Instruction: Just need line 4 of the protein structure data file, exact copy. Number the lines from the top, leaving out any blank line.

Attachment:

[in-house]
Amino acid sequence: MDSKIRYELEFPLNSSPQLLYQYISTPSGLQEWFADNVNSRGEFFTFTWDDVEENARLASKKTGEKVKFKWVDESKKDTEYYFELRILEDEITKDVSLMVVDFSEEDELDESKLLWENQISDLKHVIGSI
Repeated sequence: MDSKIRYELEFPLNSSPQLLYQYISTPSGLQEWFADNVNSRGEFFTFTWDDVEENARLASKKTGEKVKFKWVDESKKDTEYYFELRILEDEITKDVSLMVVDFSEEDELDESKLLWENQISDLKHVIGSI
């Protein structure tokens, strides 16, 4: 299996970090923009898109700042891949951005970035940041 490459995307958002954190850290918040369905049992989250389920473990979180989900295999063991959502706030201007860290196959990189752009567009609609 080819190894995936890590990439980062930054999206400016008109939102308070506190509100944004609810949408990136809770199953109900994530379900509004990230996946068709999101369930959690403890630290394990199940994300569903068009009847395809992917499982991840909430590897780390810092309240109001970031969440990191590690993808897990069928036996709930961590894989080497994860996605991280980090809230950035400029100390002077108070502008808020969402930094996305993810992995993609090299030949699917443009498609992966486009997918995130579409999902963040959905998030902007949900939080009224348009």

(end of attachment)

């Protein structure tokens, strides 16, 4: 299996970090923009898109700042891949951005970035940041 490459995307958002954190850290918040369905049992989250389920473990979180989900295999063991959502706030201007860290196959990189752009567009609609 080819190894995936890590990439980062930054999206400016008109939102308070506190509100944004609810949408990136809770199953109900994530379900509004990230996946068709999101369930959690403890630290394990199940994300569903068009009847395809992917499982991840909430590897780390810092309240109001970031969440990191590690993808897990069928036996709930961590894989080497994860996605991280980090809230950035400029100390002077108070502008808020969402930094996305993810992995993609090299030949699917443009498609992966486009997918995130579409999902963040959905998030902007949900939080009224348009």